Right outside my window the Cawsand ferry awaits in the morning mist – I walk down the ramp in a gentle drizzle.The Barbican looks menacing on this grey day and the sight of the two ferrymen bent over the engine of the small boat is a bit of a worry.….but all is well, the ferry leaves on time and we soon leave Plymouth behind.I am the only passenger so I find a dry place to sit on a bench just inside the cabin. As we leave the shelter of the harbour the sea gets choppy and when I stand up to take a photo of Drake’s Island I nearly lose my balance. Not wanting to embarrass myself in front of the two young men manning the boat, I identify a good handhold and hang on trying to look as unmoved as possible by the rocking of the boat. Eventually I sit down and watch one of the men calmly swabbing the decks, perfectly poised against the rolling of the waves. The crossing takes 30 minutes and as we approach Cawsand I notice one of the men starting to take off his trousers – I look pointedly in the other direction. When I turn round I see he has changed into swimming shorts and is standing at the front of the boat ready to jump off into the shallows, run up the beach and fetch the metal passenger ramp. Two seconds later I hear a moan of dismay as he realises that just where he is planning to hop off there is a deep hole in the seabed. There is no way around it so he jumps and wades in, up to his knees in cold water – the captain chuckles.
Leaving the ferry behind I walk up into the village looking for a shop as I know there will not be many watering holes for a while. I pass some very pretty houses a lot of them painted in the fashionable muted colours of the middle classes – even the public toilets are decorated with vases of dried flowers and prints on the walls.The path out of the village winds up through some lovely woodland and as I stand deliberating at a fork in the road two young girls come bouncing past and put me on the right track to Rame Head.At one point I pass a huge stone with patterns inscribed on its surface, which puts me in mind of the modern runic stones of Christiania where I used to live. And a little later it all goes horribly wrong……..I have no idea how it happened and I’m not going to blame it on the German family who gave me directions, but all of a sudden I realise that I have strayed from the coast path and am now on a minor road which would cut out Rame Head altogether. I stand at a crossroads, undecided, my iPhone has no service so I can’t track my position and the paper map is not precise enough. So I follow my nose and backtrack up the tarmac to another crossroads, where I take what I feel is a road in the right direction. All of this has wasted a lot of time and the mist has got thicker, compounding my sense of disorientation.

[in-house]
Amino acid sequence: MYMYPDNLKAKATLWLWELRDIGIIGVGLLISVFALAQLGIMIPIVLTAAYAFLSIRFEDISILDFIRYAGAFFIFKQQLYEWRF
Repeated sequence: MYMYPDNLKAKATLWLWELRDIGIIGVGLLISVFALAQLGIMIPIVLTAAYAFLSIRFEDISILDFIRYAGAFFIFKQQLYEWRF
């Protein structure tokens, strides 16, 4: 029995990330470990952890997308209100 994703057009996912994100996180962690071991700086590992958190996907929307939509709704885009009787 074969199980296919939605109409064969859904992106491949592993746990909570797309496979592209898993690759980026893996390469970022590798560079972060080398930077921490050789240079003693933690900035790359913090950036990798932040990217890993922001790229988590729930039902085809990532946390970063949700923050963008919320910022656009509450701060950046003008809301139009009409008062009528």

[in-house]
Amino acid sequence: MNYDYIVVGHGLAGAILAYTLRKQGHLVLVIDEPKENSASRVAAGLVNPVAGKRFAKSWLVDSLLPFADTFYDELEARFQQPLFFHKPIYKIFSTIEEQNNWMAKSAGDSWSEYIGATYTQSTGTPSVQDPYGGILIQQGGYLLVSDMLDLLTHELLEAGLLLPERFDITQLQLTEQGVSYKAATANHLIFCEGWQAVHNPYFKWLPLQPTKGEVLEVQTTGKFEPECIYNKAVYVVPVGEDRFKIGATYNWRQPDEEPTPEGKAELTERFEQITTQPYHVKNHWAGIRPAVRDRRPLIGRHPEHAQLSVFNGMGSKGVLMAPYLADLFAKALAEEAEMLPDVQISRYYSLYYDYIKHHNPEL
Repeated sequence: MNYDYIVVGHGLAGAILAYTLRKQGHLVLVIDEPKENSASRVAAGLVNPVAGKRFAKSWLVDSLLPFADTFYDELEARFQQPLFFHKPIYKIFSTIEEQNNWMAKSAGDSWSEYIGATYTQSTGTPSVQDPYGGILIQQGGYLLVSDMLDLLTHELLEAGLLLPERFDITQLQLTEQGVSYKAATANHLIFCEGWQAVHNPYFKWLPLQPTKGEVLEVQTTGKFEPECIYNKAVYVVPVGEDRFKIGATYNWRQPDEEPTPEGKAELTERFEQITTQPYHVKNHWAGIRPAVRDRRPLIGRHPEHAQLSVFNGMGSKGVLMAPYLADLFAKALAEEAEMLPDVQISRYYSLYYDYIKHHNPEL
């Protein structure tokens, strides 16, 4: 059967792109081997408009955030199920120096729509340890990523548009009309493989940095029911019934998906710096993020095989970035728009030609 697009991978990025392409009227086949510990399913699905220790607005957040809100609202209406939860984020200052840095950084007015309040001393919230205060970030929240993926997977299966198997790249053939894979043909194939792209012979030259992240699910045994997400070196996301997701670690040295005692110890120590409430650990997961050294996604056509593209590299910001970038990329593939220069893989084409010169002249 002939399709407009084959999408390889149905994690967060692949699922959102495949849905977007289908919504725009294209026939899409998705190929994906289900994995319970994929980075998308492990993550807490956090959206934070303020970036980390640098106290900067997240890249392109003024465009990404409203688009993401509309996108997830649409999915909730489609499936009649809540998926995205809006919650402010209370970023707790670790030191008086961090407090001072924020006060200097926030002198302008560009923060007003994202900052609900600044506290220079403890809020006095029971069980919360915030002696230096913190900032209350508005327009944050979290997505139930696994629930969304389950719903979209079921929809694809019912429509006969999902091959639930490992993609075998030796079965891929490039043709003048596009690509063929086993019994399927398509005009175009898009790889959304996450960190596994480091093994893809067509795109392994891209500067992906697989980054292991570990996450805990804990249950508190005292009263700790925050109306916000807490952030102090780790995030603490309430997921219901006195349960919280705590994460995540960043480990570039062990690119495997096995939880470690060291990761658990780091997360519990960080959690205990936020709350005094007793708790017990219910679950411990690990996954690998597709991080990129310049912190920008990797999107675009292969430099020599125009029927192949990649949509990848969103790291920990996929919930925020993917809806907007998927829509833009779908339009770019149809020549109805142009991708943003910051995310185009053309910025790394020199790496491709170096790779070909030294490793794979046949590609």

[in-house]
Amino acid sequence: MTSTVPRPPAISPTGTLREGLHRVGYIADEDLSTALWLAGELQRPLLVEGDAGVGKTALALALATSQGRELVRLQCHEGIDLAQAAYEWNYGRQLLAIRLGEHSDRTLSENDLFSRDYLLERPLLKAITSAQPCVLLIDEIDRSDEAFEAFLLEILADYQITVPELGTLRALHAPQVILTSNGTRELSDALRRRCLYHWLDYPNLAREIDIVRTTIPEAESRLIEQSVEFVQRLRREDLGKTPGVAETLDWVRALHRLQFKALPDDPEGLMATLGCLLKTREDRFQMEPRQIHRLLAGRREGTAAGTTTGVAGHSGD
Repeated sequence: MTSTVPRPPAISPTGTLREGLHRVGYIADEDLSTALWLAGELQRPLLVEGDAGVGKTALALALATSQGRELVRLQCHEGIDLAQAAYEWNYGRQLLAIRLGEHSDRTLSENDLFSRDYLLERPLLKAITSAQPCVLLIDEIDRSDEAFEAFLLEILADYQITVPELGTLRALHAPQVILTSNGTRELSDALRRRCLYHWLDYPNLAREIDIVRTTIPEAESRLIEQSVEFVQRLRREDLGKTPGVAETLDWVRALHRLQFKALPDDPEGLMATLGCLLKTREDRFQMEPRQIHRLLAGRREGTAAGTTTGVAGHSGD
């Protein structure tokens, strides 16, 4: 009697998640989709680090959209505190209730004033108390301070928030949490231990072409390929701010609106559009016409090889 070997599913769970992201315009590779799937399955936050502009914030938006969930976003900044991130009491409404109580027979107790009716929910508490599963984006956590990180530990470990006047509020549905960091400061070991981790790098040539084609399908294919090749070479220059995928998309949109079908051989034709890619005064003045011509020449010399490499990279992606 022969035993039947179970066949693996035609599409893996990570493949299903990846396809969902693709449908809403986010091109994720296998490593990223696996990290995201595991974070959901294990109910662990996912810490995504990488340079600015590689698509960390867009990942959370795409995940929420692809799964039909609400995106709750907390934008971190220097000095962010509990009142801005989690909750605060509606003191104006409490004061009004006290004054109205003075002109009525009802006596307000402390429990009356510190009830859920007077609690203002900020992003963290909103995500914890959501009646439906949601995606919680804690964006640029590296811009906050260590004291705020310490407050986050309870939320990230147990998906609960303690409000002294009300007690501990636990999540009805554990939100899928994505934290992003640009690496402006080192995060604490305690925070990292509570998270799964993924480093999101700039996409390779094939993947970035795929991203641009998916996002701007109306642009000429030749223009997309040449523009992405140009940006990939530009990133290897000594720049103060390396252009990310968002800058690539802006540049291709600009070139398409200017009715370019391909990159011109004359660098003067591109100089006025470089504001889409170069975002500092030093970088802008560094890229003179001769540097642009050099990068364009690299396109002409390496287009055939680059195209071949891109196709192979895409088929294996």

I eventually arrive at the look out station on Rame Head and pop my head in to ask how to pick up the path again. A friendly looking Scotsman answers my query with a twinkle in his eye “The path, och aye that’s just over there” he says, pointing towards a bank of thick fog. I am not convinced until he takes me a few steps forward and tries to get me to see the outline of a stone wall in the distance, adding that I’d be alright if I just kept to the left of it. What to do? I set off with my heart in my mouth, his parting remark ringing in my ears “Not too many cliffs to fall over that way” Ha ha.